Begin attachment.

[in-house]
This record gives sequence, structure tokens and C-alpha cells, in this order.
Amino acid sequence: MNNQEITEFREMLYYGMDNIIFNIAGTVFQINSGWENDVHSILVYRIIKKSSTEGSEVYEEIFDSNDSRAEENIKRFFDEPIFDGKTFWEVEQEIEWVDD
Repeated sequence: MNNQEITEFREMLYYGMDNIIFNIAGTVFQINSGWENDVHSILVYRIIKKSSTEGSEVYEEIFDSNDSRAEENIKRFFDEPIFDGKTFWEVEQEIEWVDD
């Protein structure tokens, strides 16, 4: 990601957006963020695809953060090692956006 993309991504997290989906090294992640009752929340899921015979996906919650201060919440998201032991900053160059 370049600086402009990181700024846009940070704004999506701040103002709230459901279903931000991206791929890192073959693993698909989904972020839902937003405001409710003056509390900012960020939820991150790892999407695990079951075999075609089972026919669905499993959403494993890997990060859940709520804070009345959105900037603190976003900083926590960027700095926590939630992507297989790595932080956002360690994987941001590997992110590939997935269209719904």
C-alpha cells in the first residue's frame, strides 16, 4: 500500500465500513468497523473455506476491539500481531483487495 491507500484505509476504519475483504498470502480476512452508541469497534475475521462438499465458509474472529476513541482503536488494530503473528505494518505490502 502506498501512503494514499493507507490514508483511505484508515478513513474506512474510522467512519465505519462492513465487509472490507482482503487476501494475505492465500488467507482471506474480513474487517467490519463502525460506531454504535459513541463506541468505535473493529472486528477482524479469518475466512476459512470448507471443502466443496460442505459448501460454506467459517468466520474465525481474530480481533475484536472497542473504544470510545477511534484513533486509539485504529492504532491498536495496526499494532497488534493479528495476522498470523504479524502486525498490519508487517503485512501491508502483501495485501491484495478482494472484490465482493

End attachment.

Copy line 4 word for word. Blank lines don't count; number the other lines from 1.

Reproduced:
Repeated sequence: MNNQEITEFREMLYYGMDNIIFNIAGTVFQINSGWENDVHSILVYRIIKKSSTEGSEVYEEIFDSNDSRAEENIKRFFDEPIFDGKTFWEVEQEIEWVDD